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Tuesday, February 15, 2011

Twitter ban on players during World Cup matches

In a bid to ensure a corruption-free World Cup following the spot-fixing scandal, the International Cricket Council has banned players and team officials from tweeting during matches.
The decision, an initiative of ICC's Anti-Corruption and Security Unit, was intended to restrain players and officials from any possible approach by people with links to illegal betting during World Cup matches.
The move from the ICC came in response to Australian team manager Steve Bernard's tweets which attracted more than 1,100 followers to his @stevebernard37 account in the past six months, including during Ashes and the subsequent ODI series, according to a report in Sydney Morning Herald.
The long-time manager was told soon after arriving in Bangalore with the team last week that he, as well as any other player or team official at the World Cup, had been banned from tweeting during matches.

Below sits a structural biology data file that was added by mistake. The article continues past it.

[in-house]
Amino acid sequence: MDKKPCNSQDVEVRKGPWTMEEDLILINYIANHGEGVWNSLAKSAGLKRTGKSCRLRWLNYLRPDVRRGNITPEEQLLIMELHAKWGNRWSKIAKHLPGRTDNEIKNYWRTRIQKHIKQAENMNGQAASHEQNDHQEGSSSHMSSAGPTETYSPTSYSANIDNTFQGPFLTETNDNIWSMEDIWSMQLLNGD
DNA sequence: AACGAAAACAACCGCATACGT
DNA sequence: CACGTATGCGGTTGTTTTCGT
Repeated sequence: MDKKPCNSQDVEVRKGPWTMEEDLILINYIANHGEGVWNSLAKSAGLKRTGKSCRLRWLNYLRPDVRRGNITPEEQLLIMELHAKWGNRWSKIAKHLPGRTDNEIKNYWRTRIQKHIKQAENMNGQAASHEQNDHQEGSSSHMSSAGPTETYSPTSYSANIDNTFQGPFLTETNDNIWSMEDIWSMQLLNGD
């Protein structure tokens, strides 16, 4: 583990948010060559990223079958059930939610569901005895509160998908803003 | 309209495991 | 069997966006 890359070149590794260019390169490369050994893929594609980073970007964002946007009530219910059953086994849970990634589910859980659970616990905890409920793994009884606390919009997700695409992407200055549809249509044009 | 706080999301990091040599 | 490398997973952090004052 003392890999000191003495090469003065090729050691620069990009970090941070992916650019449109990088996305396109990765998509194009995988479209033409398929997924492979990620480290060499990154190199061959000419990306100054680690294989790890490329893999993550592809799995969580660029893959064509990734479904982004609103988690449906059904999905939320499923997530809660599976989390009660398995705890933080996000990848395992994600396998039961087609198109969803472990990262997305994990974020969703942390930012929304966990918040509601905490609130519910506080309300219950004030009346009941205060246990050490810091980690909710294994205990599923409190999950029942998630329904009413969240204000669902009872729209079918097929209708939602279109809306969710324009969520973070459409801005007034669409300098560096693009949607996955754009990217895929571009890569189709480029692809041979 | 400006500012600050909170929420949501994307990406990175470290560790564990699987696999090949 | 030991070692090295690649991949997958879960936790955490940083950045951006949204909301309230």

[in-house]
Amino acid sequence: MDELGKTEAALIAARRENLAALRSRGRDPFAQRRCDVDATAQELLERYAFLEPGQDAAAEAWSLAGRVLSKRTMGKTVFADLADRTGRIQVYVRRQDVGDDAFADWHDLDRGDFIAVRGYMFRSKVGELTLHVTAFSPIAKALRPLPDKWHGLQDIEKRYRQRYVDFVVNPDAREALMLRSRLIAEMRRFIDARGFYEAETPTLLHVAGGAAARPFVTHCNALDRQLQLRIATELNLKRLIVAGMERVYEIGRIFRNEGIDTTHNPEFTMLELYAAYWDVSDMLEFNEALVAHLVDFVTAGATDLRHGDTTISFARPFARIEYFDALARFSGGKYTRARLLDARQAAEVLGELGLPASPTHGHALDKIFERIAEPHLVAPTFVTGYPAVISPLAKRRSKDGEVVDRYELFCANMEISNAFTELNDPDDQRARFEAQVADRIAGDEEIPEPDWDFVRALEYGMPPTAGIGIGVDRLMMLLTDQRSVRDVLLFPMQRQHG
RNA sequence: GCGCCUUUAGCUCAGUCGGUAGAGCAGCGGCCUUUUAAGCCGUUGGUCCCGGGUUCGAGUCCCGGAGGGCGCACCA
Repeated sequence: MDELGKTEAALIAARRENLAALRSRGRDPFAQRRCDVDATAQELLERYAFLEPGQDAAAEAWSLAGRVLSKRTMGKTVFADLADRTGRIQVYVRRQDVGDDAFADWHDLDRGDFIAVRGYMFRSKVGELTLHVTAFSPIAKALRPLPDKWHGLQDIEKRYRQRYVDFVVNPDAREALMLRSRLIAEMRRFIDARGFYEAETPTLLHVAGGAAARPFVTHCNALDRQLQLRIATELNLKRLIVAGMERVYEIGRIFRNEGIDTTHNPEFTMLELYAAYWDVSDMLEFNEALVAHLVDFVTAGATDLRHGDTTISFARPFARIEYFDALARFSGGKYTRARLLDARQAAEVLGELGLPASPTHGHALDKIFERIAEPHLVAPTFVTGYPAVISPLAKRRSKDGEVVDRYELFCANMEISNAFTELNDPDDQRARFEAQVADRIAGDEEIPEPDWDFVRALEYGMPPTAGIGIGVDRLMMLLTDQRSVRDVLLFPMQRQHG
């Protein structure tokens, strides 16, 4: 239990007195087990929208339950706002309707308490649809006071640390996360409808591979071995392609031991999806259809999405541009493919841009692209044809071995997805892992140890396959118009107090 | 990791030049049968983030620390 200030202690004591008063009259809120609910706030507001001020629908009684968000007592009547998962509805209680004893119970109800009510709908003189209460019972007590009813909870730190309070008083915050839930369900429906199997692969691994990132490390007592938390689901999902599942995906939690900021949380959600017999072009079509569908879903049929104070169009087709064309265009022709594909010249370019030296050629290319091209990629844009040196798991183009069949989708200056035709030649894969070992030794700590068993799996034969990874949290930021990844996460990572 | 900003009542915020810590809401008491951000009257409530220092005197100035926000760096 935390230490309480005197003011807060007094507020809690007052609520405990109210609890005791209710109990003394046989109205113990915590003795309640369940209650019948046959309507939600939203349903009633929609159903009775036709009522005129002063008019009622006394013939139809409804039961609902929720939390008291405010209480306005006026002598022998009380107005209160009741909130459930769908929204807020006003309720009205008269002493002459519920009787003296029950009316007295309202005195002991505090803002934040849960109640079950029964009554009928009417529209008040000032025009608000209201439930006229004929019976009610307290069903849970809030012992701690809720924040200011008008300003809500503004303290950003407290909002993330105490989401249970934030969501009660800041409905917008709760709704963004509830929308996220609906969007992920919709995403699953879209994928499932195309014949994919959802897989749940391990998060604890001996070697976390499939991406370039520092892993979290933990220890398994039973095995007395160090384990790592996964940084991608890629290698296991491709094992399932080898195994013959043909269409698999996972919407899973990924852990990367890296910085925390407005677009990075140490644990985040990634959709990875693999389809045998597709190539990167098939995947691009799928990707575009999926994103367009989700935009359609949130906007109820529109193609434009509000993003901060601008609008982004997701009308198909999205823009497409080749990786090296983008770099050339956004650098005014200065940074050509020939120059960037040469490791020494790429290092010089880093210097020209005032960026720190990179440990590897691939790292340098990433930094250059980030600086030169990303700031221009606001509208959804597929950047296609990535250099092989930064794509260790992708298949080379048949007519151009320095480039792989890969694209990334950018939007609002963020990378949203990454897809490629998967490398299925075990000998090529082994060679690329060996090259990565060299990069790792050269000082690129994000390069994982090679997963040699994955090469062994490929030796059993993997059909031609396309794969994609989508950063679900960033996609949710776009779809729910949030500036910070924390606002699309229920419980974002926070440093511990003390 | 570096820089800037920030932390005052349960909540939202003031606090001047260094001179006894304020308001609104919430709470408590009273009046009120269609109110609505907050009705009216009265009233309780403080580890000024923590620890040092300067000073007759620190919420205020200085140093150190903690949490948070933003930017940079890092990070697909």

"When it comes to issues of corruption we prefer to err on the side of caution. We don't want to spoil anyone's fun but there is a chance that sensitive information could be passed on during matches in this way, even inadvertently, and we just feel that team managers' phones should be kept for operational purposes only.
"This recommendation is not confined to the Australia team manager but all teams in the ICC Cricket World Cup 2011 and is certainly not a reaction to anything the Australia team manager has said or done in the past. It's merely a precaution and is not something we are overly worried about at this stage," ICC spokesman James Fitzgerald was quoted as saying by the newspaper.
Players and officials will still, however, be permitted to tweet when matches are not occurring.
Cricket Australia chief spokesman Peter Young believed that the in-game ban had been imposed by the ICC due to the heightened sensitivity about corruption in cricket.
"(Bernard) is very judicious about what he does and doesn't say but while he's getting it right there needs to be one rule for all," Young said.
"It is, as I understand, a perception issue. They don't want players or team management able to be communicating to the outside world because of the concern the information might be misused by the illegal betting industry."
Bernard and Australia coach Tim Nielsen began tweeting last August based on a request from CA, which wanted fans to get a better insight into the team.

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